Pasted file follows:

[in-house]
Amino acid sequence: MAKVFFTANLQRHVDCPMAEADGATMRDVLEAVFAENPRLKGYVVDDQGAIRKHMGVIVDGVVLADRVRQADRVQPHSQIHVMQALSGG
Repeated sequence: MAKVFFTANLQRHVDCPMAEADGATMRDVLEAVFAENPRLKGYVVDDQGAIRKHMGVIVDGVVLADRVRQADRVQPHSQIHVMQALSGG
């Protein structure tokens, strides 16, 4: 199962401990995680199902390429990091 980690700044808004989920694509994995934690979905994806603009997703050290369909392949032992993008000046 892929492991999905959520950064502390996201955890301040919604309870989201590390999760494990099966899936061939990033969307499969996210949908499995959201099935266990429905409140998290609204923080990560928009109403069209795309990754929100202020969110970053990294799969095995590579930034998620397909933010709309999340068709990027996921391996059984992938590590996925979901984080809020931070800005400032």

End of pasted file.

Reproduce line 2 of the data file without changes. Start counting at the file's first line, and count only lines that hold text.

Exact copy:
Amino acid sequence: MAKVFFTANLQRHVDCPMAEADGATMRDVLEAVFAENPRLKGYVVDDQGAIRKHMGVIVDGVVLADRVRQADRVQPHSQIHVMQALSGG